After an enshrinement ceremony that took years to materialize, Carlos “Caloy” Loyzaga had formally laid claim to the tag as the greatest Filipino basketball of all time.
In a glittery ceremony that was graced by the who’s who of international basketball on Wednesday night at the Harbour Garden tent of Sofitel Philippine Plaza, Loyzaga’s children took the centerstage to reminisce the greatness of the slotman fondly called as “The Big Difference.”
In his speech, Loyzaga’s son, Chito, shares his father’s passion in representing the national squad in major international tournaments.
“It was barely a decade after the devastation of the second World War that a young Carlos Loyzaga led an
all-Filipino team to Rio de Janeiro to compete in what was then the World Basketball Championship. These young men, thirsty to represent the ideals and aspirations of our young nation on the global sporting stage,” said Chito, who joined his brother Joey and sisters Bing and Teresa as well as his better half, Victoria, in receiving his father’s Hall of Fame award from outgoing International Basketball Federation president Hamane Niang.
“Their bronze medal remains the highest finish by any Asian country today.”
Loyzaga did not only lead the Philippines to its highest finish ever in the history of world basketball in 1954, but also emerged as one of the brightest stars in the tournament.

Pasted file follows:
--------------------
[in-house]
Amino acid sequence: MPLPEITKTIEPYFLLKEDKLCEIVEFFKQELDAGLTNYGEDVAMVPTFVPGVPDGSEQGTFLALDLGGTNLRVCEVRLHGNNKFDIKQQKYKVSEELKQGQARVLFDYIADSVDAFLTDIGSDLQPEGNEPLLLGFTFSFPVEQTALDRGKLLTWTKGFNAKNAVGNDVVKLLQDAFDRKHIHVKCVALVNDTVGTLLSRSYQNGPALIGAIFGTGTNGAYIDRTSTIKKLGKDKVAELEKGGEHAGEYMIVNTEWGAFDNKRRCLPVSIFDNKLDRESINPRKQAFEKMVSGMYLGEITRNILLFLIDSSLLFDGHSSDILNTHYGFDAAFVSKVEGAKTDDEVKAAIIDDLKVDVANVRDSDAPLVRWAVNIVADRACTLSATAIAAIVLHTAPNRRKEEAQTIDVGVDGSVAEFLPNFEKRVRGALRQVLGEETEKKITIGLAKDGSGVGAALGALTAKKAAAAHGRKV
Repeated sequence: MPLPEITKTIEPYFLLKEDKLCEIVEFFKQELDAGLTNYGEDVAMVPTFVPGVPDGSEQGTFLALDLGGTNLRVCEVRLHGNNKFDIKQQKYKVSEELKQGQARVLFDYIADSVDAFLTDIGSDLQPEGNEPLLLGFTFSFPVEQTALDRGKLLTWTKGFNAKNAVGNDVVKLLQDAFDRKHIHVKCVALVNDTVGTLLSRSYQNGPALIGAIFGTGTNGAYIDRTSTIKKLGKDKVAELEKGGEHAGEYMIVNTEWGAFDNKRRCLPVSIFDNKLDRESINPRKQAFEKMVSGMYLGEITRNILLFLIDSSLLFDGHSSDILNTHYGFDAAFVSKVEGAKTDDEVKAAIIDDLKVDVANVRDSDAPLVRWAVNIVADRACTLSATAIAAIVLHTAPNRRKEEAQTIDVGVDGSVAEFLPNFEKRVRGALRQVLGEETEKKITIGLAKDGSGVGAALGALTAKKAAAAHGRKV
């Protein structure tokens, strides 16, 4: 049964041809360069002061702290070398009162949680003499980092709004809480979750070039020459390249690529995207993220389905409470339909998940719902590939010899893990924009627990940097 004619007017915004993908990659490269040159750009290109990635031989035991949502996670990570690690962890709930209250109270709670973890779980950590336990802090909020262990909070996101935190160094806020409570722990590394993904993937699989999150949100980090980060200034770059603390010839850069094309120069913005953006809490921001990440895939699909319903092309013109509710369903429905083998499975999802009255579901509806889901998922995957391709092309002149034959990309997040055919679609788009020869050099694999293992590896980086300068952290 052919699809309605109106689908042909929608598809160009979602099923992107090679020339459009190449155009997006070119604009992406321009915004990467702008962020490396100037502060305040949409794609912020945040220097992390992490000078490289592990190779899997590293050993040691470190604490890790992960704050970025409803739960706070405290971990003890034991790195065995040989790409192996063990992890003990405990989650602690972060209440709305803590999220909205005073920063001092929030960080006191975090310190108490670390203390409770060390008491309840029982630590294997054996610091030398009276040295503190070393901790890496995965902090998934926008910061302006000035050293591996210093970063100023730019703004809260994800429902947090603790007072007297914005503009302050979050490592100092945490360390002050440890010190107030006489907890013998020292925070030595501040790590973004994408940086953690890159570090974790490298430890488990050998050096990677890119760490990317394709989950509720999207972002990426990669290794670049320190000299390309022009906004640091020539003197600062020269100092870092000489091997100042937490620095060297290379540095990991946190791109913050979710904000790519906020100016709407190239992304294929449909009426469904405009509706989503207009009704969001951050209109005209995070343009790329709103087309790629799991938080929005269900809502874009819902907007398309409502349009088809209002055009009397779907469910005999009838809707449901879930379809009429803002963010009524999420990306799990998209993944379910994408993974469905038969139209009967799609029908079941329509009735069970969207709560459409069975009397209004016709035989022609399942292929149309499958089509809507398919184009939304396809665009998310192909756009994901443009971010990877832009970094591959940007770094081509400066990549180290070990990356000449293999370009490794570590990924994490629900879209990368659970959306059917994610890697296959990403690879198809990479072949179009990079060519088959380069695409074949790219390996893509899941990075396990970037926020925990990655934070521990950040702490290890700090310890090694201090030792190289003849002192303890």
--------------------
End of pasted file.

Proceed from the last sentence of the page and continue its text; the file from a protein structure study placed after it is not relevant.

Despite standing only 6-foot-3, Loyzaga dominated his foes at the center spot. In fact, he emerged as the second most productive player in the 1954 event, scoring 148 points, just few points behind eventual top scorer Carl Ridd of Canada.
But in the final round, Loyzaga was able to get the better end of his match with Rid and Oscar Moglia of Uruguay, who was inducted into the Hall of Fame way ahead of the legendary Filipino.
Chito recalled how his dad took pride in representing the country more than anything else.
“My father used to say, ‘it doesn’t matter what name is written on the back of your jersey. What matters is the flag you represent on its front.’ May Carlos Loyzaga’s love for basketball and his love for our country, the Philippines, continue to inspire athletes of today and those in the generations to come,” said Chito, a former star player of Barangay Ginebra San Miguel who became a commissioner of the Philippine Sports Commission.
Now, Loyzaga is running the affairs of the country’s baseball federation.
His brother Joey, whom he played with at Ginebra, shared his elder brother’s observation on Loyzaga’s dedication to represent the national squad.
“He’s already assured and he still wanted to play,” Joey said.
“He broke his wrist before the start of the Rome Olympics and went to his coach and cried as he wanted to be included. So I’m really hats off to him.”
But for Chito, he’s hoping that more than anything else, Loyzaga would be remembered other than being an exceptional ball player.
“Beyond his accolades, our family hopes that he will be remembered for his love for the game,” Chito said, his voice starting to crack.
“Along with these, may he also be remembered for his honesty, integrity, sense of justice and fair play. His simple dignity, quiet humility, and the deep gratitude for having been given the opportunity to represent this country, these perhaps, will set him apart from some of the athletes past and present.”